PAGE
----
• IVR (interactive voice response) systems are those in which a caller hears a menu of options and is then asked to press a key on their telephone keypad to select one e.g. "Press 1 for your balance, press 2 to pay a bill...". This is a less natural interaction than using speech recognition but we are happy to provide applications using it. In particular it can be useful as a fall back mechanism where there is too much background noise or if you don't want the caller to say information such as their password out loud.
  • Multi Modality. Multi modal applications are those in which the user interacts in more than one mode. An example would be Blackjack on the internet. The user can call in using a PC phone for example Skype, as well as logging on to a web site. They can then interact via keyboard and mouse or by speaking. We do have the capability in this area and welcome any requirements for applications requiring multi-modality.
  • Dictation Systems. A dictation system is where a computer will attempt to produce a written transcription of a users speech. To get good accuracy users must spend considerable time and effort training the system. We do not offer dictation systems. Our speech recognition technology on the other hand, is intended to work for any caller with no training.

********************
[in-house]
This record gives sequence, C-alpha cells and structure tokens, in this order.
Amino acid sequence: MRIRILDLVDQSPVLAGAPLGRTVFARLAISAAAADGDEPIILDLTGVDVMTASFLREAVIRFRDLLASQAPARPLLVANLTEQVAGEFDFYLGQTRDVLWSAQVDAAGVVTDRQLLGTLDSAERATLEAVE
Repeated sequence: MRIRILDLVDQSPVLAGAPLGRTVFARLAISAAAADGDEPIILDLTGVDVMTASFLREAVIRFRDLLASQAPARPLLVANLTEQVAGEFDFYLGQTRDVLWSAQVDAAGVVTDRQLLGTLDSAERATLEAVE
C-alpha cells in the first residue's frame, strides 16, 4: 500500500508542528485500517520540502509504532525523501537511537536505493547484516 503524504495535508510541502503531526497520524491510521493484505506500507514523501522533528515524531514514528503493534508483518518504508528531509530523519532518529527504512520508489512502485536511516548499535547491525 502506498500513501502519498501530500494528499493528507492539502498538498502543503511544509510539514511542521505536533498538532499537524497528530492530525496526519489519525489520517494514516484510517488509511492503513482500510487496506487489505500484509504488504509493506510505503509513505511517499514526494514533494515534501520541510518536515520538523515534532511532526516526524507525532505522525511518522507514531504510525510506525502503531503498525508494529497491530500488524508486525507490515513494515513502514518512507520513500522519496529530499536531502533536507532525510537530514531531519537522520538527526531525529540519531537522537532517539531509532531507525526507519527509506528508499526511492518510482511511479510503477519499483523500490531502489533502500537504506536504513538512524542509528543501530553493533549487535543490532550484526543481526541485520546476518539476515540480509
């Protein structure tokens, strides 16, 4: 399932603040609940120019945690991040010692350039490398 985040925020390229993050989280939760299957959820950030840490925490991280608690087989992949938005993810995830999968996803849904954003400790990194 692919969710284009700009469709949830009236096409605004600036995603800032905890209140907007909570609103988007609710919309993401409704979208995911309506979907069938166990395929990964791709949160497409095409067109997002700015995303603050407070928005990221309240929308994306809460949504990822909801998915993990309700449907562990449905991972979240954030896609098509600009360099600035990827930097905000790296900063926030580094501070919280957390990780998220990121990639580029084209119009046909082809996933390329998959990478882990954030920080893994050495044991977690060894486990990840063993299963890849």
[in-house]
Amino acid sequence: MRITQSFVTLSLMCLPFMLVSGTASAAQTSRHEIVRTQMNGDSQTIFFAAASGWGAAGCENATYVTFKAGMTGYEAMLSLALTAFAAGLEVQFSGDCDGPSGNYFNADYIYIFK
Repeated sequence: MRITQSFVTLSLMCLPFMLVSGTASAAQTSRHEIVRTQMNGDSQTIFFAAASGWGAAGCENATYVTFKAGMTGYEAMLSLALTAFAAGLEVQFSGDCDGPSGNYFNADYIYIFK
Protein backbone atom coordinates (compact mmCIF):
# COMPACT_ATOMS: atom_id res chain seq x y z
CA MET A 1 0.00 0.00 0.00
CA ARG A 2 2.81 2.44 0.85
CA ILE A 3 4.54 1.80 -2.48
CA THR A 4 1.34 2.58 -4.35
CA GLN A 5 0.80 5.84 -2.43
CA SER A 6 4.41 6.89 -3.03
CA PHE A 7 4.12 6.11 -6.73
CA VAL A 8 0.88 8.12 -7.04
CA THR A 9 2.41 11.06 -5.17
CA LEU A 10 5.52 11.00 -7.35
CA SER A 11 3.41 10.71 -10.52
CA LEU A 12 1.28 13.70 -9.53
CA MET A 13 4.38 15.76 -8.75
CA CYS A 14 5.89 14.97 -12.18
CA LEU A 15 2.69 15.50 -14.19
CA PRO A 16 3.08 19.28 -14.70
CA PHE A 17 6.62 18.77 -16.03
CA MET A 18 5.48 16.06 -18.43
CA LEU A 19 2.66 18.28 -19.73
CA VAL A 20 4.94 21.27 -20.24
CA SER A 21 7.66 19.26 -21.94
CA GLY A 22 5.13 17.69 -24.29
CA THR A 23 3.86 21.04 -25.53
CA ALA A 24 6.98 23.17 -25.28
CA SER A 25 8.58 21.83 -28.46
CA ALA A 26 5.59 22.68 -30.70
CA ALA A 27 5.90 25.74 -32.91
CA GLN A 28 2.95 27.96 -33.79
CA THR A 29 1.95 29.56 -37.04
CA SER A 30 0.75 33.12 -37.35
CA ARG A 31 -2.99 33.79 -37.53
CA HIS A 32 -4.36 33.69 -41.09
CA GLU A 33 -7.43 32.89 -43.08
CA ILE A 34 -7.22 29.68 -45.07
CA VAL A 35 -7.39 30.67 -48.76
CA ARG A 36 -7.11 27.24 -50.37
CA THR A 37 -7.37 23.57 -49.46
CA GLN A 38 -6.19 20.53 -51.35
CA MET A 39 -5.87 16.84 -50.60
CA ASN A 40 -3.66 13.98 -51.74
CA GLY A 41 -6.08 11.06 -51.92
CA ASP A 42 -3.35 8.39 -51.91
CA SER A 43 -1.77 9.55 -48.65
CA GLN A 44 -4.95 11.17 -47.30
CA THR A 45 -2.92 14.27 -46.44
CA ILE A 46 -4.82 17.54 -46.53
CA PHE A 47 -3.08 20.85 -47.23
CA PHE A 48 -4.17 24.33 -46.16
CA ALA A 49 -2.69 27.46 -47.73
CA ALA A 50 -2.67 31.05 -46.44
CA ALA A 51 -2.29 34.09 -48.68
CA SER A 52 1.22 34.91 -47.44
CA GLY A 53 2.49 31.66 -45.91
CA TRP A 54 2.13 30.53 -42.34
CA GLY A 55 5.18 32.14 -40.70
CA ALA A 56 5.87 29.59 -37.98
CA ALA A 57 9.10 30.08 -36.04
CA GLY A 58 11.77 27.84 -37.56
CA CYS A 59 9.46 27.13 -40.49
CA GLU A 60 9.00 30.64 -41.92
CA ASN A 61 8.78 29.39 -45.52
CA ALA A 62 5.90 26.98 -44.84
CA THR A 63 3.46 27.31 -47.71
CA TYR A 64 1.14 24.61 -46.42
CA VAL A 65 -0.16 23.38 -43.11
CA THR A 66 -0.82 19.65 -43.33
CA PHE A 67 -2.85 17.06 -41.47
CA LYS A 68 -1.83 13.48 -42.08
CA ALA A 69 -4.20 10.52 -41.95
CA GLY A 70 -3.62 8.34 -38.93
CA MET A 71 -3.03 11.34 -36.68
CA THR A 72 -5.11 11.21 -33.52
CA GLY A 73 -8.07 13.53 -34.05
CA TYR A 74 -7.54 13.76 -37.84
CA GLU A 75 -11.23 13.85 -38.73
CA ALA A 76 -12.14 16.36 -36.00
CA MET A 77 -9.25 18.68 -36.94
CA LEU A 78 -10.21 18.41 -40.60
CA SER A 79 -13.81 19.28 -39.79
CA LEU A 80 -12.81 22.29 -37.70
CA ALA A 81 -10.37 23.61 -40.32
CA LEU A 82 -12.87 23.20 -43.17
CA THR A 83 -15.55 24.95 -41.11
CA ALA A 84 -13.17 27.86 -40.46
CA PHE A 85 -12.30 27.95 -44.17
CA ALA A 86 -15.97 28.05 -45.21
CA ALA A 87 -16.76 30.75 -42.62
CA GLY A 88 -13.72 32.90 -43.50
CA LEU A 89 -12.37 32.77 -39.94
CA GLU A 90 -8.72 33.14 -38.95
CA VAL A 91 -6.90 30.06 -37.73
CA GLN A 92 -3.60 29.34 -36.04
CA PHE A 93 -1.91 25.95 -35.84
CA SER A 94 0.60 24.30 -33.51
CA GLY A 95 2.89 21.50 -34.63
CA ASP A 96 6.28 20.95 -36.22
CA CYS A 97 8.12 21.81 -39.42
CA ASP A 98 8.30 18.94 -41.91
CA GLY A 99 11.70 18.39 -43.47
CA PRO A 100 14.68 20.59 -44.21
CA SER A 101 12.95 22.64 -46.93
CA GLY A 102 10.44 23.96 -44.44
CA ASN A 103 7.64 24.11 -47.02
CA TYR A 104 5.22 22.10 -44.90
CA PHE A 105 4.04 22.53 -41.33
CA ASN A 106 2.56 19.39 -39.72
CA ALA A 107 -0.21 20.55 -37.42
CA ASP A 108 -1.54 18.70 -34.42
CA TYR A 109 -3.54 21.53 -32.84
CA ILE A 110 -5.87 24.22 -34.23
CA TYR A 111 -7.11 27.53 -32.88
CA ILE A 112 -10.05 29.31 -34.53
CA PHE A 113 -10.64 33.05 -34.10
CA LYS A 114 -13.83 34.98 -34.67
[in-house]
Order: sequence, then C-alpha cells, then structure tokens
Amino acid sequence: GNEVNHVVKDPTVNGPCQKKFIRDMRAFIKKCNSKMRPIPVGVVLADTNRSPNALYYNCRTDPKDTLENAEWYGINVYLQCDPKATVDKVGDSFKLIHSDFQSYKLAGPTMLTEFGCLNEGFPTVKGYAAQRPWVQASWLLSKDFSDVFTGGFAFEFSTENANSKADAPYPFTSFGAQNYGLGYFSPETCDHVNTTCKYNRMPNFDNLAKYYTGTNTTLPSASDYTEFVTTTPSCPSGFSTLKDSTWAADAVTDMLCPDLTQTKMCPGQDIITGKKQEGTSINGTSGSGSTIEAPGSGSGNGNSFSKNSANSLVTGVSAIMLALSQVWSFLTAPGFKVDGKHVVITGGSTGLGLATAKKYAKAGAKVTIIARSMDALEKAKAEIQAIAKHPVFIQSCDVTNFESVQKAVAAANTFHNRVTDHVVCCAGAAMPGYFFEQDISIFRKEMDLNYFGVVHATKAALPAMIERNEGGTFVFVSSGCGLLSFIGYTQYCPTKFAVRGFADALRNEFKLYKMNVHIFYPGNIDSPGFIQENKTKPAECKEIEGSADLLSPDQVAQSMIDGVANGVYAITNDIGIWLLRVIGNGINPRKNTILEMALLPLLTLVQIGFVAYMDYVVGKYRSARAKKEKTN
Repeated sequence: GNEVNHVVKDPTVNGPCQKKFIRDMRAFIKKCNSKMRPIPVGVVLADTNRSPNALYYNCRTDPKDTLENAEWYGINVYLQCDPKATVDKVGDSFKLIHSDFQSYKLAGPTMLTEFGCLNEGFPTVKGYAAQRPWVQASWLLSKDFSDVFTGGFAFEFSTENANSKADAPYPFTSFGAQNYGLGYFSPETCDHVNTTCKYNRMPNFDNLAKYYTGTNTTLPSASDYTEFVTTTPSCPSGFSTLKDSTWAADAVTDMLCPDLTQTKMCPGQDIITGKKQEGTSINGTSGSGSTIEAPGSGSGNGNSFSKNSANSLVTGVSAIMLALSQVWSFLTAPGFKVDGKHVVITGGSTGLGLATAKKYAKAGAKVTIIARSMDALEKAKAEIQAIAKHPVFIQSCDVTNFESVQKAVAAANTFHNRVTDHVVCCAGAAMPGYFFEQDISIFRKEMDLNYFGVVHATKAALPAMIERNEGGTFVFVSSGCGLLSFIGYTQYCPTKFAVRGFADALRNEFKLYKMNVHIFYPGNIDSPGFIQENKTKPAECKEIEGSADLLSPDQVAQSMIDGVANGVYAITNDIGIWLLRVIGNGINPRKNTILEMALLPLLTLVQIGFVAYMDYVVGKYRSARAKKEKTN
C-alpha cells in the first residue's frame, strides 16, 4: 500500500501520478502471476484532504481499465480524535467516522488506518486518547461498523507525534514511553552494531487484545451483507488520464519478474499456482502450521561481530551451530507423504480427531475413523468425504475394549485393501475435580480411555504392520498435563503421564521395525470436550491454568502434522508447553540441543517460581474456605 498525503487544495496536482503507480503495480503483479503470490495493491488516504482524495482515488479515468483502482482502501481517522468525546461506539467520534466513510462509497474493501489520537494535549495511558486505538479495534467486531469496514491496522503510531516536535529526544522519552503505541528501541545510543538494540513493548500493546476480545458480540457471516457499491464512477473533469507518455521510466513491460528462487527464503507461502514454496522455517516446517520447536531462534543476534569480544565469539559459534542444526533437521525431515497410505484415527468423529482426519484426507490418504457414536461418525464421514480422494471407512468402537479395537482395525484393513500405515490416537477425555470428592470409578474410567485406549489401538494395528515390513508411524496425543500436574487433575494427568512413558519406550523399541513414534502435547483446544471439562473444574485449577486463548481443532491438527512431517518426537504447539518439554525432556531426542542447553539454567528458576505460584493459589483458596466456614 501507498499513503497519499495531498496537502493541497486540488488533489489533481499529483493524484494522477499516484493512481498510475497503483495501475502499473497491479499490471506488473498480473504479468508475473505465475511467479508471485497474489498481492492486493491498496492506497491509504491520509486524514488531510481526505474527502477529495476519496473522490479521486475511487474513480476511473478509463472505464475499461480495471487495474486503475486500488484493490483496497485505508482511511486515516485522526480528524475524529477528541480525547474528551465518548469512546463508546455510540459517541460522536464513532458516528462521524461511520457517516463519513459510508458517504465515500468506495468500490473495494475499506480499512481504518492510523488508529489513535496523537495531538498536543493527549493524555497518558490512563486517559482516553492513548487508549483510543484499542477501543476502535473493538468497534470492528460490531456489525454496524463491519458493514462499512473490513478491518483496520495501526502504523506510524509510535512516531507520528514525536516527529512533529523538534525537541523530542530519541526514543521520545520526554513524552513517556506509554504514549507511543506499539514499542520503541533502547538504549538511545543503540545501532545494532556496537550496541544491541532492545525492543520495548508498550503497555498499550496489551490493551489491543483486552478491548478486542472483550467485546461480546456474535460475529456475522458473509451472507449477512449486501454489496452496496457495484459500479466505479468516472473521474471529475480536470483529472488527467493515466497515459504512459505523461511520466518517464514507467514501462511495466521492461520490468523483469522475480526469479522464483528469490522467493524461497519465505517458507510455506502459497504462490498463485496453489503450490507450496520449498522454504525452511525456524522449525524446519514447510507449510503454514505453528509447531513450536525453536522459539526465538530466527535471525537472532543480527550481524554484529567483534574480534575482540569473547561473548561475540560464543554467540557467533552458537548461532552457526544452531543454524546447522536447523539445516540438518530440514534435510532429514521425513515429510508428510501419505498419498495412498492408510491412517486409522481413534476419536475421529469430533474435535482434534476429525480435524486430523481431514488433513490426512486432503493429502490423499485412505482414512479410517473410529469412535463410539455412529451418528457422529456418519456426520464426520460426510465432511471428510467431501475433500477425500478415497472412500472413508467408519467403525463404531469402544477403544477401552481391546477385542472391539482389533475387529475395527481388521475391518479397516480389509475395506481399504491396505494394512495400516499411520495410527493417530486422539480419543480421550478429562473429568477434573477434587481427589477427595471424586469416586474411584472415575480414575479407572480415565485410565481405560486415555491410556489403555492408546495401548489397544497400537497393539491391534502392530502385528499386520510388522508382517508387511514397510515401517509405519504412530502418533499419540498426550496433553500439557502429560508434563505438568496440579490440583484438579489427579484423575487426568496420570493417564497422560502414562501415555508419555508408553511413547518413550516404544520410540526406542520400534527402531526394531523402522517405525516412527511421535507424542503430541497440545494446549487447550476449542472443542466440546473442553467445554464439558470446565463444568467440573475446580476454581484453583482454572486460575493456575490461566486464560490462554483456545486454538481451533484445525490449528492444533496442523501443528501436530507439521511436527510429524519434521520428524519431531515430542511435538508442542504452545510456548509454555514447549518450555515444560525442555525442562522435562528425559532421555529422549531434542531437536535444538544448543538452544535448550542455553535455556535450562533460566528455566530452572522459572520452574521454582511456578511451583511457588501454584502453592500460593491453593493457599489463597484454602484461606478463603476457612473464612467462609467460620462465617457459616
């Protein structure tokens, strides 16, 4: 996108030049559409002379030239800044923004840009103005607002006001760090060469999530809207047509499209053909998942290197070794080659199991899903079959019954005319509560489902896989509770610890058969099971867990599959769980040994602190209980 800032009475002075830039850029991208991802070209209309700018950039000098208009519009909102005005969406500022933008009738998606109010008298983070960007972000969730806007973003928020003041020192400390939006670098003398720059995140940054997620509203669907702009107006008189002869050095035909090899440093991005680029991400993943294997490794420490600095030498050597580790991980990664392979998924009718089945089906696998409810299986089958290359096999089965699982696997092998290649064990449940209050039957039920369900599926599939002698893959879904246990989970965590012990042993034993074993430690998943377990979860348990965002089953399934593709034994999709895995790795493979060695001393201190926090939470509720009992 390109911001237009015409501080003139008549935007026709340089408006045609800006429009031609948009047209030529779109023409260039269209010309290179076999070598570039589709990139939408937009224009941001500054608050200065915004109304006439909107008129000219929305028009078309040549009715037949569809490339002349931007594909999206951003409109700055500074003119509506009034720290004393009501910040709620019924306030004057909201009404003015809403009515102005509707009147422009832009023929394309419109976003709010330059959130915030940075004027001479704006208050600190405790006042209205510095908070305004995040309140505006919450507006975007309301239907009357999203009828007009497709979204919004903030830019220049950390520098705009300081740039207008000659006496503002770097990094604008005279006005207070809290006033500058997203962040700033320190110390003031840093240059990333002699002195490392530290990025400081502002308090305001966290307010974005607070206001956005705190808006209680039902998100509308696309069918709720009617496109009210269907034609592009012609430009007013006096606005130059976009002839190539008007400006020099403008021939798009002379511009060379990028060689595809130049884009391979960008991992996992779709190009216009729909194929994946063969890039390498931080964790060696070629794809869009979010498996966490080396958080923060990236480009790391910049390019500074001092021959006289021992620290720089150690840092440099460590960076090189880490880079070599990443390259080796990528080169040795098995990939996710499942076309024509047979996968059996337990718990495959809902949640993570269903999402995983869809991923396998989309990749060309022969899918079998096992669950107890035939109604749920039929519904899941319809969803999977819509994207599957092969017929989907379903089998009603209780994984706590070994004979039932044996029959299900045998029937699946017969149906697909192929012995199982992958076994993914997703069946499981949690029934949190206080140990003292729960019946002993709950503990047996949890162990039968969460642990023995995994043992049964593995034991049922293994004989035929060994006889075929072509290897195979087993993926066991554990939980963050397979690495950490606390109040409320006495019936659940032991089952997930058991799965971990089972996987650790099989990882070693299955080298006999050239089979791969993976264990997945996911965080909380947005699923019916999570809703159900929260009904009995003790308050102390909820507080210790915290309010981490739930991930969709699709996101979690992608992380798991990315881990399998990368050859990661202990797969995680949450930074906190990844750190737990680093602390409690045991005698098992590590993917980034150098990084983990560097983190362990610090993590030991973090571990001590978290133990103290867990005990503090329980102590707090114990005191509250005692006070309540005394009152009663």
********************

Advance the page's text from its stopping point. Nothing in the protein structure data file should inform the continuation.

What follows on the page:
• Voice Recognition or Speaker Recognition as opposed to Speech Recognition, is an alternative technology in which the computer is trying to recognise who the person speaking is, rather than what they are saying. This can be used when logging on to a speech recognition application for example, but there are questions regarding reliability so we tend to recommend other approaches.

  • DTMF or "dual-tone multi-frequency" is the signal generated when you press a key on your telephone keypad during an IVR interaction.
  • ASR is short for "automatic speech recogniser". Most speech recognition software packages are a combination of ASR and TTS.
  • TTS. A "text to speech" engine allows text to be read out loud in a human synthesized voice. We use human recorded speech where possible, but may use TTS when reading out unpredictable text, such as that in an email or, for speed of turnaround in our demonstrators.